As a result of the Centre, new apps and board games have been developed, a consumer panel of people aged 70+ has been launched, and a wide range of research has been conducted. Topics have included everything from the benefits of yoga on quality of life and the effect of dance for people living with diabetes and Parkinson’s, to the relationship between smells and memories, to comparing the computer and iPad in technology tutoring, and understanding how technology can affect manual dexterity.
“After 12 years, I have been told that we’re still the only Canadian college that has a centre wholly dedicated to investigating this area,” notes Spadafora. The centre has also developed strong partnerships with eight universities, which she views as highly complementary. “While basic or medical research might tackle the causes or cures of hearing or vision loss, our work examines the impact of that loss on an individual’s ability to navigate in their environment and be socially included.”
It’s important work considering society’s growing life expectancy. “Today, we’re living until 90 and beyond. If you retire at 65, that potentially means an additional 25 or 30 years of living, which is a long time if you don’t have something meaningful in which to engage, or for you not to be considered a contributor to your community.”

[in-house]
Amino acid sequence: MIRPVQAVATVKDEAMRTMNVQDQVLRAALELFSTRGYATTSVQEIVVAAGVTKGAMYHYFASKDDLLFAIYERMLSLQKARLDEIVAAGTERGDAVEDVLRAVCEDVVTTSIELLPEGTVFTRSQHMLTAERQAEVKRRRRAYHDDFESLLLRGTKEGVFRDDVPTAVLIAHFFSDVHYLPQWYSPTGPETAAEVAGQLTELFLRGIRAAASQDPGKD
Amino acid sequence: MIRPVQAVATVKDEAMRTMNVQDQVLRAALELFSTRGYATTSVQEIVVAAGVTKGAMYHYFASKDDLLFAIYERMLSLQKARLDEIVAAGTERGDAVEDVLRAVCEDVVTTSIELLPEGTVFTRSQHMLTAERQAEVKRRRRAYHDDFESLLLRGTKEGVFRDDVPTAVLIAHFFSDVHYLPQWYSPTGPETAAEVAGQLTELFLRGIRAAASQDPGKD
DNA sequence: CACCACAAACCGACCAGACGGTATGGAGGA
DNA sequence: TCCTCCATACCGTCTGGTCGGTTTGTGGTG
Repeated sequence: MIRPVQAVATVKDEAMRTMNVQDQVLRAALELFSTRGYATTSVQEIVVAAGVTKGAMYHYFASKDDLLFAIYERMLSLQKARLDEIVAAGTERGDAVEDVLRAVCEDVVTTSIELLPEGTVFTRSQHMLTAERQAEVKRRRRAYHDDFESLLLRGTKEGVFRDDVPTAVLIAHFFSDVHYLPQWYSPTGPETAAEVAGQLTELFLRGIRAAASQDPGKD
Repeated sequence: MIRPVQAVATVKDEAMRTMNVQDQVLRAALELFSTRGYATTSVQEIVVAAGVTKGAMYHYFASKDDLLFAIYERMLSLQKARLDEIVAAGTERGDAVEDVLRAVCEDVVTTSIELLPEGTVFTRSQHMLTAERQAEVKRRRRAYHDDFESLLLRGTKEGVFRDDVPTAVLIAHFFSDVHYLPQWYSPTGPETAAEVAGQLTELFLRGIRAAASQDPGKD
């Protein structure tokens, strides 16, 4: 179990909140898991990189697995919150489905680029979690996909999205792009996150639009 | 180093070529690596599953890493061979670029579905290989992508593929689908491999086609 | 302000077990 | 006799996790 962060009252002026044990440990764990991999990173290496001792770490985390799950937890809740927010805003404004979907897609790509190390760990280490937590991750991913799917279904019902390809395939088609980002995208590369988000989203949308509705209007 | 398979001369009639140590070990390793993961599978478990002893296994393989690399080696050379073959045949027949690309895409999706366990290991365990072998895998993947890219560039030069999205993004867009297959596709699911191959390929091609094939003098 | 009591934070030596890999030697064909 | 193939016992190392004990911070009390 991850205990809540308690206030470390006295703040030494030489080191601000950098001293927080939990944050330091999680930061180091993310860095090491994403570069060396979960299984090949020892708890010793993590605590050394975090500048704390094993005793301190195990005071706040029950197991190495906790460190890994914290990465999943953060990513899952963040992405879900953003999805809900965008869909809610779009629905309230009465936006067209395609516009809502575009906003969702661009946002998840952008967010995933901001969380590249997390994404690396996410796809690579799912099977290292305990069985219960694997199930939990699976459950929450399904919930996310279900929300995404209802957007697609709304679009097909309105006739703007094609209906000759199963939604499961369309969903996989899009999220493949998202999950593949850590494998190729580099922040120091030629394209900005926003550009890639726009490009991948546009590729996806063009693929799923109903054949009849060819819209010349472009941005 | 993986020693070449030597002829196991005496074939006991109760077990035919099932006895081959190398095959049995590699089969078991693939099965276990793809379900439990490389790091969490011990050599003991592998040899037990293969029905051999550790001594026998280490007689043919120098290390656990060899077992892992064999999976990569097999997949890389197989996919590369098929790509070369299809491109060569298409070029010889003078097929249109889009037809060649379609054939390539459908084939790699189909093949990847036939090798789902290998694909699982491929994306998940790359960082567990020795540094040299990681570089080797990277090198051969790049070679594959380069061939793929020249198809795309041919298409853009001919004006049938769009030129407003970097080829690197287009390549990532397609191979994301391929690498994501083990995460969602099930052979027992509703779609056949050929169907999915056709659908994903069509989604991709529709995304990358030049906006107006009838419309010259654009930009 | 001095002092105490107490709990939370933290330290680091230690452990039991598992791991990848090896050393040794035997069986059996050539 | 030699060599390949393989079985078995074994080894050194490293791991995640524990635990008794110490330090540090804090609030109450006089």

“We’re not saying that people are never going to have any age-related challenges, but through a creative aging or healthy or active aging lens, if we can reduce the number of years in which people have additional challenges, then they can have a higher quality of life for a longer period of time” – Pat Spadafora
Spadafora considers it her mission to get people to look at aging differently. “We need to do what we can to reduce ageist attitudes and make sure that older adults are seen as the valuable resources that they are in our communities.”
Pictured at top of page: Pat Spadafora, Director of the Sheridan Centre for Elder Research
Written by: Christine Szustaczek, Director of Communications and External Relations at Sheridan.